The Slippery Elm is a small tree abundant in various parts of North America.
Slippery elm is the inner bark of a tree in the elm family. The bark is harvested from wild trees. The rough outer bark is removed and the inner bark retained. The inner bark has important medicinal value and is an official drug of the United States Pharmacopoeia.
The powder should be greyish or fawn colored. If dark or reddish, good results will not be obtained. If powdered, the bark is said to be adulterated with damaged flour and other starchy substances.
Slippery Elm as an Herb for Medicinal Use
The medicinal part is the dried inner rind separated from the outer bark. The texture is mucilaginous and the odor slight but characteristic. The powdered inner bark is used for its mucilaginous quality. Taken as a drink, it relieves irritation of the mucous membrane. The same water retaining properties allow the powder to be used as a poultice.
Slippery elm was one of the most useful medicinal plants of the American wilderness. Native Americans from the Missouri River Valley used a tea of the fresh inner bark to make a soothing laxative. Among the Creek, a poultice of the bark was a toothache remedy. The Osage and other groups applied bark poultices to extract thorns and gunshot balls.
During the War of 1812, when food was scarce, British soldiers fed their horses on slippery elm bark.
Surgeons during the American Revolution used bark poultices as their primary treatment for gunshot wounds. It is made as follows.
Mix the powder with hot water to form the required consistency, spread smoothly upon soft cotton cloth and apply over the parts affected. A soldier, separated from his company, survived for ten days in the wilderness on slippery elm and sassafras barks.
Adopted as an official drug for the first U. S. Pharmacopoeia in 1820, slippery elm was listed until 1936. The tea has long been the herbal treatment of choice for acute stomach ulcers and colitis.
When water is added to the powdered bark, the "slippery" brew is soothing to irritated mucous membranes of the intestinal tract. They also soothe the throat. It is still approved by the Food and Drug Administration as a nonprescription product for demulcent use.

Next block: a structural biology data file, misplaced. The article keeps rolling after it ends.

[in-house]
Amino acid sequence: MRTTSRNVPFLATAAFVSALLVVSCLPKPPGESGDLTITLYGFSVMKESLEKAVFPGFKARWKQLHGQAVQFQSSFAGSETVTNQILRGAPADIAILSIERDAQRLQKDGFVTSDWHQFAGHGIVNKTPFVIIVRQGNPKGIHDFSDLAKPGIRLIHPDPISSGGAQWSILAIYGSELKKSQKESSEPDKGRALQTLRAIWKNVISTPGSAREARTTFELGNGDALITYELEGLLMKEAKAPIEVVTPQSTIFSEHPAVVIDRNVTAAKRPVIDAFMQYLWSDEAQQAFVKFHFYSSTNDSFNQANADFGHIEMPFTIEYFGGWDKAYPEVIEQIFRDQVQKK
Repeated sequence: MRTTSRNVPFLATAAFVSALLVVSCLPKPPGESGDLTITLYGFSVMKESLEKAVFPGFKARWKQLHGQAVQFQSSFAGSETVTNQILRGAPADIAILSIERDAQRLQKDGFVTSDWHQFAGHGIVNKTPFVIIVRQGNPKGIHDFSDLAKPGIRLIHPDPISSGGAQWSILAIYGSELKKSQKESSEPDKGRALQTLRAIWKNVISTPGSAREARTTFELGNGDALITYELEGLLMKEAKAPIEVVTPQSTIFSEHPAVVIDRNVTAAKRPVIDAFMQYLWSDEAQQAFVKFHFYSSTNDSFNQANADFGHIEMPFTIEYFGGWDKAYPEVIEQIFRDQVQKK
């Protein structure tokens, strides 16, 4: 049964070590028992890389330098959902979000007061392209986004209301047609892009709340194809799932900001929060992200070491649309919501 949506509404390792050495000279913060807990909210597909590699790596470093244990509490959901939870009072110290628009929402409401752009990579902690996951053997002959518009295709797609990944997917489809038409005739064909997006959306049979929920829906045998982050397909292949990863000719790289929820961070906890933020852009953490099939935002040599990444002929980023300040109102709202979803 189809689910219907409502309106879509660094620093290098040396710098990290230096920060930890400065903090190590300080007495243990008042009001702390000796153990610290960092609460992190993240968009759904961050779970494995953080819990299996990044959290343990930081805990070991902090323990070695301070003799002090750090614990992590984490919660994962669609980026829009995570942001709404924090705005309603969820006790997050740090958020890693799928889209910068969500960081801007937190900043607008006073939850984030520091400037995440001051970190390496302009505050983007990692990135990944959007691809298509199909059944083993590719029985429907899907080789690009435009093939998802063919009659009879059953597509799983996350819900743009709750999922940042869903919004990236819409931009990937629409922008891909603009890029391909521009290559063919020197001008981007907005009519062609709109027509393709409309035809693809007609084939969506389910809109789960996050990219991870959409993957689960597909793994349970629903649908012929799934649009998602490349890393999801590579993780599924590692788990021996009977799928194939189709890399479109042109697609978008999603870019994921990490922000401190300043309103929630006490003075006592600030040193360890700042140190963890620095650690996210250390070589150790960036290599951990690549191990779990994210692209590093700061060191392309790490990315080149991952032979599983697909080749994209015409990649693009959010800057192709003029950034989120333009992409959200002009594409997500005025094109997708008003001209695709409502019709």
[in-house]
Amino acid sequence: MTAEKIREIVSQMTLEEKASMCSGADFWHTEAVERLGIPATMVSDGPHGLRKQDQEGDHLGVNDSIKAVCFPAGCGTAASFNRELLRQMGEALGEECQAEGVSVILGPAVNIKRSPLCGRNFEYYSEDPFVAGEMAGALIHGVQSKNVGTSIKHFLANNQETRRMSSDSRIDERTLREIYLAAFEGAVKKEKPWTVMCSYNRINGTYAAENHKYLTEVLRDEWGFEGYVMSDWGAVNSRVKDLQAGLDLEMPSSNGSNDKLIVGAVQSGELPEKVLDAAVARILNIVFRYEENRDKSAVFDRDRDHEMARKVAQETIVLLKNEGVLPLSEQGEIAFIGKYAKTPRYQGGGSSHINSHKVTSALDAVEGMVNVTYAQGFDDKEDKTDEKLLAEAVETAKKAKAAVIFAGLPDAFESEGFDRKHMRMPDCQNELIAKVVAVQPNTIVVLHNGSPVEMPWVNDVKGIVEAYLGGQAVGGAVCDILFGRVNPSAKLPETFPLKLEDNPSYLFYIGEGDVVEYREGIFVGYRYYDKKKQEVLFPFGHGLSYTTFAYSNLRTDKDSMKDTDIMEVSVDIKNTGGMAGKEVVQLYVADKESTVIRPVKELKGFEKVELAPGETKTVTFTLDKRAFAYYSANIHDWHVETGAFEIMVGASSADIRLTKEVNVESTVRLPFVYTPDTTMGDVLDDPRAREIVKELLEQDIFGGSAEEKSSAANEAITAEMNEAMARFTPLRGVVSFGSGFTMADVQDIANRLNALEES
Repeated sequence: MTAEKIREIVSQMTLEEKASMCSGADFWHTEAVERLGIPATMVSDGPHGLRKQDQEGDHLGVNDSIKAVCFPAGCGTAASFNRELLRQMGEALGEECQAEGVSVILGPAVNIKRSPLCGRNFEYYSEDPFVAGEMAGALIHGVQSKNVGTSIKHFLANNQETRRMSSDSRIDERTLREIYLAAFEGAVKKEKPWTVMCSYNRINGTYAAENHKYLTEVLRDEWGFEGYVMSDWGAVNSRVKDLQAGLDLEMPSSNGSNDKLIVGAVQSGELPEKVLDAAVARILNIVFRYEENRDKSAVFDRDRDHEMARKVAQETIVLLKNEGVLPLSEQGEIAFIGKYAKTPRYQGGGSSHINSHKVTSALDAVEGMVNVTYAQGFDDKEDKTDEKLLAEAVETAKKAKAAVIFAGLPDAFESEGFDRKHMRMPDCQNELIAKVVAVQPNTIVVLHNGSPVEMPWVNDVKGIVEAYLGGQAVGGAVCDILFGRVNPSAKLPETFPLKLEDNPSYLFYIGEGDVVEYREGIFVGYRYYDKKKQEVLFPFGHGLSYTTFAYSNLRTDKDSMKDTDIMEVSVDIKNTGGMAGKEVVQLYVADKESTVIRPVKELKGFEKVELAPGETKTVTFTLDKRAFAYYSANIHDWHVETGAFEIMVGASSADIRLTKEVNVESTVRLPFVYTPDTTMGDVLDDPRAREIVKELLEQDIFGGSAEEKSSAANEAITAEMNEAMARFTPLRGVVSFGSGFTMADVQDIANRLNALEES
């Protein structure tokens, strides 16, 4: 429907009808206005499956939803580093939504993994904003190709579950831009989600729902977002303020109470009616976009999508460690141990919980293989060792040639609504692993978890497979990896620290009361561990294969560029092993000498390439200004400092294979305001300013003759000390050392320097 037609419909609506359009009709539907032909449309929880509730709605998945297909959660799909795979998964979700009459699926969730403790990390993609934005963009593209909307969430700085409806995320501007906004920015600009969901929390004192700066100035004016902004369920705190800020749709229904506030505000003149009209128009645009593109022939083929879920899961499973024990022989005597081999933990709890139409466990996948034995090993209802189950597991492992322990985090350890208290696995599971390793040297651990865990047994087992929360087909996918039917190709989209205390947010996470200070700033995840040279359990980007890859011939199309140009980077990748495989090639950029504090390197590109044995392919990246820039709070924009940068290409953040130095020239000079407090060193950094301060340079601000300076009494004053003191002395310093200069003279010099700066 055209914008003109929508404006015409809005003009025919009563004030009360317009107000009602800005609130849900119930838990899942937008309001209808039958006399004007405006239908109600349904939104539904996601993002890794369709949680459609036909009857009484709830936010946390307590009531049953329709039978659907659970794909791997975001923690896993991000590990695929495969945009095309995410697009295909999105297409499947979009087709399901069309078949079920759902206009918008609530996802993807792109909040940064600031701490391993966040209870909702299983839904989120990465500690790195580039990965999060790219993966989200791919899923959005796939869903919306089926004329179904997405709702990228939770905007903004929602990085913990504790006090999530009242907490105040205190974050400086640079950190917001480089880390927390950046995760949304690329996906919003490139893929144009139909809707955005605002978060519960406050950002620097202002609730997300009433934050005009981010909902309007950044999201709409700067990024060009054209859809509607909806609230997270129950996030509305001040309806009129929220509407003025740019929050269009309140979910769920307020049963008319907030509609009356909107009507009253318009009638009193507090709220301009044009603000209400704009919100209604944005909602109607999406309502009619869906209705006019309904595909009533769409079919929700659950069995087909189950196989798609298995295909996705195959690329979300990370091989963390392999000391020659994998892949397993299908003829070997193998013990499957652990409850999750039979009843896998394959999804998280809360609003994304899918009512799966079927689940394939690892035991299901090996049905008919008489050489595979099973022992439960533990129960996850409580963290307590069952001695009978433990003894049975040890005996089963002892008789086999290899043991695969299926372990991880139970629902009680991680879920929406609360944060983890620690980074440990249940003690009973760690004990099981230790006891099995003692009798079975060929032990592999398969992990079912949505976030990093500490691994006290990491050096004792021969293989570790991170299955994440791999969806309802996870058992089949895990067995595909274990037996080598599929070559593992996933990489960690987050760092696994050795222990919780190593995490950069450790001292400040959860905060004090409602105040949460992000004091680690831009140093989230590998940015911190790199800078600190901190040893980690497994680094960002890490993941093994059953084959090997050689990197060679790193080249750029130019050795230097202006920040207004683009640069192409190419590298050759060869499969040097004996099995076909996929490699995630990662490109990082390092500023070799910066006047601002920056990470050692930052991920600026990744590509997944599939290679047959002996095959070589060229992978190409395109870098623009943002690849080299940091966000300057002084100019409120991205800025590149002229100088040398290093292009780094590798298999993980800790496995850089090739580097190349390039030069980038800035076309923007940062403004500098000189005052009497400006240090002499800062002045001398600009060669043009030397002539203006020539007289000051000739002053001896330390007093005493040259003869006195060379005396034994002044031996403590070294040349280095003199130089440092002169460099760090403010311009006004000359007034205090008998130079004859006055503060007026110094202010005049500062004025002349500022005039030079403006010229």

Taken unsweetened, three times a day, slippery elm as an herb gives excellent results in gastritis, gastric catarrh, mucous colitis and enteritis. It is well tolerated by the stomach when all other foods fail. It is of great value in bronchitis, bleeding from the lungs and consumption (being most healing to the lungs). It will sooth a cough and build up and prevent wasting.
Slippery elm bark is an ingredient in various lung medicines. A valuable remedy for bronchitis and all diseases of the throat and lungs. It is compounded as follows.
- 1 teaspoonful flax seed
- 1 ounce slippery elm bark
- 1 ounce thoroughwort
- 1 stick licorice
- 1 quart water
Simmer slowly for 20 minutes. Strain and add 1 pint of the best vinegar and 1/2 pint of sugar. When cold, bottle. Dose: 1 tablespoonful two or three times a day.
The injection for inflammation of the bowels is made from an infusion of 1 ounce of the powder to 1 pint of boiling water. Strain and use lukewarm. Other remedies should be given at the same time.
An injection for diarrhea may also be made. Take one drachm powdered slippery elm bark, 3 drachms powdered bayberry and 1 drachm powdered Scullcap.
Culinary Uses of Slippery Elm
Slippery Elm not only has a most soothing and healing action on all the parts it comes in contact with, but in addition possesses as much nutrition as is contained in oatmeal, and when made into gruel forms a wholesome and sustaining food for infants and invalids. It forms the basis of many patent foods.
Slippery Elm Food is generally made by mixing a teaspoonful of the powder into a thin and perfectly smooth paste with cold water and then pouring on a pint of boiling water, steadily stirring meanwhile. It can, if desired, be flavored with cinnamon, nutmeg or lemon rind. This makes an excellent drink in cases of irritation of the mucous membrane of the stomach and intestines, and taken at night will induce sleep.
Another mode of preparation is to beat up an egg with a teaspoonful of the powdered bark, pouring boiling milk over it and sweetening it.
No side effects or special cautions are noted.
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